· Nothing is more essential to a government than to get hold of those vital principles which apimate a nation, and to erect on them the edifice of its popularity. It is not by attempting to eradicate these principles, at least, it is not by dwelling on all the evils and crimes of which they have been the cause, that we can prevent the recurrence of similar misfortunes. Forbearance and time are necessary with a people accustomed to power and con: quest, before they can learn in what respects that power and, conquest are censurable; above all, it is requisite that they should not apprehend that the great and difficult actions which they have atchieved should be either forgotten or disowned. We can form no adequate idea of the dignified sentiments and generous feelings which remain in the breasts of men who have been in a constant state of agitation, who have been exposed to imminent dangers, and whose exertions have been continual ; their faults may have been great; their errors, and let us not hesitate to say it, their vices, may even inspire dread and disgust: but they preserve in the midst of all a remainder of dignity in a consciousness of strength, and in the recollection of an active life, which maintains within them that fire of moral sentiment which is apparently extinguished. Certainly we must feed this fire with other materials, and must give these sentiments another direction and other objects; and this is easier than it may be supposed. A vast number of the most fanatical among the Leaguers became the most faithful adherents of Henry IV., who knew how to appropriate to himself the energy and devotedness of those bold and determined characters : had he done otherwise, they would have considered themselves as despised.
« What is it that renders a people capable of knowing and repairing their errors ? — the recollection of the dignified sentiments which they had preserved during and even after their delirium. This feeling is not to be destroyed. If it be wounded, it will change into a stubborn pride, which acknowleges no fault, and which will be the less susceptible of amendment or repentance from the injustice shewn to it. If, on the contrary, it be soothed; if pains be taken to shew the people their errors, giving them at the same time due praise for all that was great or generous in their conduct; they will gradually yield and make concessions : even their dispositions will change; and they will soon obey without reserve that power which, after having so well known how to appretiate them, will not hesitate to accept their services.'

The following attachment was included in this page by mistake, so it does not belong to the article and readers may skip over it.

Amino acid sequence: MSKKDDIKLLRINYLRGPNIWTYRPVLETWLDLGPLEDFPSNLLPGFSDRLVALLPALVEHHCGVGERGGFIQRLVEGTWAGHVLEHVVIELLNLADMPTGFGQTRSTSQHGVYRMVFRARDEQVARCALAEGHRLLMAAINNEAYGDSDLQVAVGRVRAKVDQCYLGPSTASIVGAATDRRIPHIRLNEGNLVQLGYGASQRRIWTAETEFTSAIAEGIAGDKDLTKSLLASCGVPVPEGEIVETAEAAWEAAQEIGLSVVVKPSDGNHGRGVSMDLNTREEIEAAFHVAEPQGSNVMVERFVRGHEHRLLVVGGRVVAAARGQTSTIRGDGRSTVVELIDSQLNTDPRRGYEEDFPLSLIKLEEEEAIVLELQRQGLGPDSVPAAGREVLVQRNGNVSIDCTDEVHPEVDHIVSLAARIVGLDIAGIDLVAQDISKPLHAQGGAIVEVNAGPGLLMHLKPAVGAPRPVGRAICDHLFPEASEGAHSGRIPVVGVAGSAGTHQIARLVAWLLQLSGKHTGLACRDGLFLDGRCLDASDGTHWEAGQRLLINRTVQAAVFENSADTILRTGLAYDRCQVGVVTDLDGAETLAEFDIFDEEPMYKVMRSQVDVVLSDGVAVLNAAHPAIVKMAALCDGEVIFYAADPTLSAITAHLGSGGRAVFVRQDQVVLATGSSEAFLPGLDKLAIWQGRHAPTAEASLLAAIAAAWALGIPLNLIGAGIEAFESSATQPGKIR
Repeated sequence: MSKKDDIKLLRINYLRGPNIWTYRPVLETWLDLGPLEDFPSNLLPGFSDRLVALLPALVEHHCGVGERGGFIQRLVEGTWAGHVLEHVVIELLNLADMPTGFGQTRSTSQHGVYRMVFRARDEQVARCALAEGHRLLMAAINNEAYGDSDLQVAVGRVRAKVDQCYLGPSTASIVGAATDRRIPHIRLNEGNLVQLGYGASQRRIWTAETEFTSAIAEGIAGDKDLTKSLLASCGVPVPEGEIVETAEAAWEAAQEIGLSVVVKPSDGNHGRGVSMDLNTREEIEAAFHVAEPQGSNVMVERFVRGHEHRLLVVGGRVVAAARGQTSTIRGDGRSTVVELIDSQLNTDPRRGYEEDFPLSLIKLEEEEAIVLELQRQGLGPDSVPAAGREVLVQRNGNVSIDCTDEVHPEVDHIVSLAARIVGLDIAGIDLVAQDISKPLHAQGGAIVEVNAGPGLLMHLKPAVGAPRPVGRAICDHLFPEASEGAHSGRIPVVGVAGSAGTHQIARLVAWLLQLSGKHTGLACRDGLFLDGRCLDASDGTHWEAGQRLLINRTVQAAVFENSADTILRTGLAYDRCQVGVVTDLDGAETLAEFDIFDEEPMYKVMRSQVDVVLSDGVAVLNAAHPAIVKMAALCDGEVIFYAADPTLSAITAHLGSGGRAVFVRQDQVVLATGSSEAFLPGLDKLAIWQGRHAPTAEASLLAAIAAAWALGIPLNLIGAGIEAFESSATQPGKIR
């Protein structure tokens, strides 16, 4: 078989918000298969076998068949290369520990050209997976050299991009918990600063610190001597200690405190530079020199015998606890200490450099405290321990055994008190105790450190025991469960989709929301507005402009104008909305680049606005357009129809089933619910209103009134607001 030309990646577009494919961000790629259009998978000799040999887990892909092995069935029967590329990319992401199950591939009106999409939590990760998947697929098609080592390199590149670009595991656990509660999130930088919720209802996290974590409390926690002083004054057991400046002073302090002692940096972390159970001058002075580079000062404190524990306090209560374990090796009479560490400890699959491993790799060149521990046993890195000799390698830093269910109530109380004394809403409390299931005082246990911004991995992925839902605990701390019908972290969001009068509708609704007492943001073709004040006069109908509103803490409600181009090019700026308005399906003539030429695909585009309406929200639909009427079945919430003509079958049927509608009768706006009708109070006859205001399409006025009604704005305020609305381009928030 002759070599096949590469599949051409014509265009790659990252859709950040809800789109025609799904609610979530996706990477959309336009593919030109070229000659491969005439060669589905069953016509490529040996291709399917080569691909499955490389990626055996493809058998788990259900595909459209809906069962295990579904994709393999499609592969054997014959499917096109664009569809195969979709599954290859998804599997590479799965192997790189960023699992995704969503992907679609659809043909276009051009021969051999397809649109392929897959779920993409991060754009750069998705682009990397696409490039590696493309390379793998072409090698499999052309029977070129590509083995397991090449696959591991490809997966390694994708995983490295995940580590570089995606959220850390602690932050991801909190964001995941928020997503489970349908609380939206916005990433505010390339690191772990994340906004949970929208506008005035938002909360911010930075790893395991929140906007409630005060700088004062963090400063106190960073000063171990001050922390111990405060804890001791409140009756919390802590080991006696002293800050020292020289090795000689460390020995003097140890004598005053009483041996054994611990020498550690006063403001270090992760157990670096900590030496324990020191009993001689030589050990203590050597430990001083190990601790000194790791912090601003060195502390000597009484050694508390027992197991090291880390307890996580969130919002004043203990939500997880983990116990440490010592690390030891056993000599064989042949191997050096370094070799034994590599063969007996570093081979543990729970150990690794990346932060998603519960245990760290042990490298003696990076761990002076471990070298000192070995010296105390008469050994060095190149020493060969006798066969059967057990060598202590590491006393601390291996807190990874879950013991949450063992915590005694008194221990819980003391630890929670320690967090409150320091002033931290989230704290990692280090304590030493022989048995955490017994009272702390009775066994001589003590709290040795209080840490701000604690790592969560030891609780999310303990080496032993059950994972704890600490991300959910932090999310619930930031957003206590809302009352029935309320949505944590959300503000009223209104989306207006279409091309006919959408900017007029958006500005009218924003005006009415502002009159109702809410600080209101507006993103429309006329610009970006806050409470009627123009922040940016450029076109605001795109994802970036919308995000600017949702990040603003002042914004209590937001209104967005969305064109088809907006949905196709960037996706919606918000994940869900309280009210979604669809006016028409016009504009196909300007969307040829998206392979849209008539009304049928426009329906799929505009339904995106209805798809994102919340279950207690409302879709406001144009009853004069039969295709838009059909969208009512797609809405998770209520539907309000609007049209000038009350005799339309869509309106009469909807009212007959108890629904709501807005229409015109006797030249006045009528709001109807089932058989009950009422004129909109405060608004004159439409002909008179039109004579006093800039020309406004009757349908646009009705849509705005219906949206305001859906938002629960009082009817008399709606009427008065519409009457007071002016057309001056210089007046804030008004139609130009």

These observations are evidently suggested by the divided state of public feeling in France; the noblesse in that country being impatient to bring back things to their former level: and the clergy forgetting, in their indiscriminate zeal for one object, that the Revolution was instrumental in overthrowing many of the worst appendages of the church, and may be made to contribute in promoting, particularly by toleration, the cause of true Christianity. The King, however, has been at no loss to take a decided turn : during the last twelve months, he has attached himself in a very confiding manner to the party formerly connected with the Revolution; and his latest measures, down to the plan for the progressive admission of the half-pay officers into active service, imply a conviction that, their former leader being politically dead, the reigning sovereign may accept their professional aid without hesitation.
ART. IX. Mémoires, &c.; i.e. Memoirs of the Class of Mathe.
matical and Physical Sciences in the Institute of France. Vol. XII. for the Year 1811. 4to. Paris. 1812-1814; and Vol. XIII. for 1812. 4to. Paris. 1814-1816. [ Article concluded from the last Appendix, pp. 468—494.]
MATHEMATICS AND ASTRONOMY. Ery little occurs in the historical part of Volume XII., on
these subjects, composed as usual by M. DELAMBRE, that does not relate to the memoirs published in that which preceded it; and which have been reported in our article above cited. Of the new works, also, which appeared during the year 1811, the most important have been previously examined in some of our pumbers, viz. the Mécanique Analytique of Liz Grange ; and the Mémoires sur la Formule Barometrique by M. Ramond ; the former of which will be found in our sxxxth volume, Old Series, p. 163., and in Vol. lxxx. of the New Scrios, p. 511.,